In this issue
April 9, 2014

Jonathan Tobin: Why Did Kerry Lie About Israeli Blame?

Samuel G. Freedman: A resolution 70 years later for a father's unsettling legacy of ashes from Dachau

Jessica Ivins: A resolution 70 years later for a father's unsettling legacy of ashes from Dachau

Kim Giles: Asking for help is not weakness

Kathy Kristof and Barbara Hoch Marcus: 7 Great Growth Israeli Stocks

Matthew Mientka: How Beans, Peas, And Chickpeas Cleanse Bad Cholesterol and Lowers Risk of Heart Disease

Sabrina Bachai: 5 At-Home Treatments For Headaches

The Kosher Gourmet by Daniel Neman Have yourself a matzo ball: The secrets bubby never told you and recipes she could have never imagined

April 8, 2014

Lori Nawyn: At Your Wit's End and Back: Finding Peace

Susan B. Garland and Rachel L. Sheedy: Strategies Married Couples Can Use to Boost Benefits

David Muhlbaum: Smart Tax Deductions Non-Itemizers Can Claim

Jill Weisenberger, M.S., R.D.N., C.D.E : Before You Lose Your Mental Edge

Dana Dovey: Coffee Drinkers Rejoice! Your Cup Of Joe Can Prevent Death From Liver Disease

Chris Weller: Electric 'Thinking Cap' Puts Your Brain Power Into High Gear

The Kosher Gourmet by Marlene Parrish A gift of hazelnuts keeps giving --- for a variety of nutty recipes: Entree, side, soup, dessert

April 4, 2014

Rabbi David Gutterman: The Word for Nothing Means Everything

Charles Krauthammer: Kerry's folly, Chapter 3

Amy Peterson: A life of love: How to build lasting relationships with your children

John Ericson: Older Women: Save Your Heart, Prevent Stroke Don't Drink Diet

John Ericson: Why 50 million Americans will still have spring allergies after taking meds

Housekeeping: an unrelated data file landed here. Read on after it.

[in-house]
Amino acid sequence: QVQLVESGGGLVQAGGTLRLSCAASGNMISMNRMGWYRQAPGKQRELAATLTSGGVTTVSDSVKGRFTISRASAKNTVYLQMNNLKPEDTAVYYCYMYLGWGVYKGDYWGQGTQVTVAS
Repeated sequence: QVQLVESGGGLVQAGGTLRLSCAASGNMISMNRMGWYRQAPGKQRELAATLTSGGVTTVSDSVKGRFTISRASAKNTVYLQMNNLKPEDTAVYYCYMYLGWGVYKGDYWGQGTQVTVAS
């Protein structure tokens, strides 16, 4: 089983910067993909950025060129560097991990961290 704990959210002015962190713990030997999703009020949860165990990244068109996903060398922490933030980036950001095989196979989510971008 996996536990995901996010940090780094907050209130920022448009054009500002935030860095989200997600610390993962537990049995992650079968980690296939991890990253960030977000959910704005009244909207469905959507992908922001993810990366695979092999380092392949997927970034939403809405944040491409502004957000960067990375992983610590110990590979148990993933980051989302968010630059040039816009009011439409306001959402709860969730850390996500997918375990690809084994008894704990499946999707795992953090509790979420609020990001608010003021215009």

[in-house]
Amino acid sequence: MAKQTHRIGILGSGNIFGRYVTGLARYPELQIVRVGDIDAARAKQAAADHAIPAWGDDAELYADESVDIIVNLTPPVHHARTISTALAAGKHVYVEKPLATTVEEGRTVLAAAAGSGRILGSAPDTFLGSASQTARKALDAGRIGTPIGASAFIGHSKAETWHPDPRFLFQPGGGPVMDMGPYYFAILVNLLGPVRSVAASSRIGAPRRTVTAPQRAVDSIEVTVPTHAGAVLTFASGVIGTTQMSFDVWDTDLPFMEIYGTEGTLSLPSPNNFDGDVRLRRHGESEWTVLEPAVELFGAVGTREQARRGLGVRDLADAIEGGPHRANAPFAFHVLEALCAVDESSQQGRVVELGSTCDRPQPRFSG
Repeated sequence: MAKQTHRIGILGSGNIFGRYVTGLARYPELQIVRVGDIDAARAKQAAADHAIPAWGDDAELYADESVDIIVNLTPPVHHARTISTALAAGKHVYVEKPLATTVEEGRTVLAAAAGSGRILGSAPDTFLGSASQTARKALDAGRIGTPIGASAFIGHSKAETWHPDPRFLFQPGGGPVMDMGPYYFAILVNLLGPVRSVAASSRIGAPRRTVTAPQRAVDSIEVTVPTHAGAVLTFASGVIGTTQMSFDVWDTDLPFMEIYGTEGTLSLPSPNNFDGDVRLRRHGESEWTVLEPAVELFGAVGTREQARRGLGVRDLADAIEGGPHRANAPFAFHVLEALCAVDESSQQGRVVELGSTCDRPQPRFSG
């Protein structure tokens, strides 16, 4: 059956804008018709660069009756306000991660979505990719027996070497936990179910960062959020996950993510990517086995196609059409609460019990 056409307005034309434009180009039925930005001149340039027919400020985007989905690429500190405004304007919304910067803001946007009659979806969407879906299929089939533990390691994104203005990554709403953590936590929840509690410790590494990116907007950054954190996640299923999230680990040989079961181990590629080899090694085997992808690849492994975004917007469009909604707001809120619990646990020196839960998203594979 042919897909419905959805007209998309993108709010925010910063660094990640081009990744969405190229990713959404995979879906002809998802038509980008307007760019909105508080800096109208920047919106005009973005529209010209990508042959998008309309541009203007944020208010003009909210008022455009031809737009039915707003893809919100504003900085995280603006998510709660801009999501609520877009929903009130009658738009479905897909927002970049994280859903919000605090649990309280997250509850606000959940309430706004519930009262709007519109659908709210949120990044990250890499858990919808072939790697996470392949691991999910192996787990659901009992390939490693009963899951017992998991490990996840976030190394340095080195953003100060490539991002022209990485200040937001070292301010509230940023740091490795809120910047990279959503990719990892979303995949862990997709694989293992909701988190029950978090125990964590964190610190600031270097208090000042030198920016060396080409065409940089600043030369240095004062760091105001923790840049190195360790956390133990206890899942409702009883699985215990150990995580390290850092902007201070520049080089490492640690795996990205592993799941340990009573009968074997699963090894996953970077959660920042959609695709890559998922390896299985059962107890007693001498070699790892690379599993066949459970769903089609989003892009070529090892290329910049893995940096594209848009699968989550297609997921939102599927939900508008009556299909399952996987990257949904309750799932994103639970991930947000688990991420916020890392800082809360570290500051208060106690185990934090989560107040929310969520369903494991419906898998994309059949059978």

Cameron Huddleston: Best and Worst Buys of April 2014

Stacy Rapacon: Great Mutual Funds for Young Investors

Sarah Boesveld: Teacher keeps promise to mail thousands of former students letters written by their past selves

The Kosher Gourmet by Sharon Thompson Anyone can make a salad, you say. But can they make a great salad? (SECRETS, TESTED TECHNIQUES + 4 RECIPES, INCLUDING DRESSINGS)

April 2, 2014

Paul Greenberg: Death and joy in the spring

Dan Barry: Should South Carolina Jews be forced to maintain this chimney built by Germans serving the Nazis?

Mayra Bitsko: Save me! An alien took over my child's personality

Frank Clayton: Get happy: 20 scientifically proven happiness activities

Susan Scutti: It's Genetic! Obesity and the 'Carb Breakdown' Gene

Lecia Bushak: Why Hand Sanitizer May Actually Harm Your Health

Stacy Rapacon: Great Funds You Can Own for $500 or Less

Cameron Huddleston: 7 Ways to Save on Home Decor

The Kosher Gourmet by Steve Petusevsky Exploring ingredients as edible-stuffed containers (TWO RECIPES + TIPS & TECHINQUES)

Jewish World Review July 22, 2008 / 19 Tamuz 5768

Sanctuary Policy Made City Less Safe

By Debra J. Saunders

Debra J. Saunders
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http://www.JewishWorldReview.com | San Francisco's "sanctuary city" policy — as it was implemented until recently — put the welfare of juvenile gang-bangers and drug dealers, who also were illegal immigrants, before the safety of law-abiding residents who are victimized by gangs and thugs.

As the San Francisco Chronicle reported Sunday in a story by Jaxon Van Derbeken, one beneficiary of that policy is Edwin Ramos, 21, who is charged with killing Tony Bologna, 48, and his sons Michael, 20, and Matthew, 16, in a spectacularly senseless shooting spree on June 22. If Ramos is guilty, San Francisco political correctness and a federal immigration screw-up may have blown a hole in a once happy family.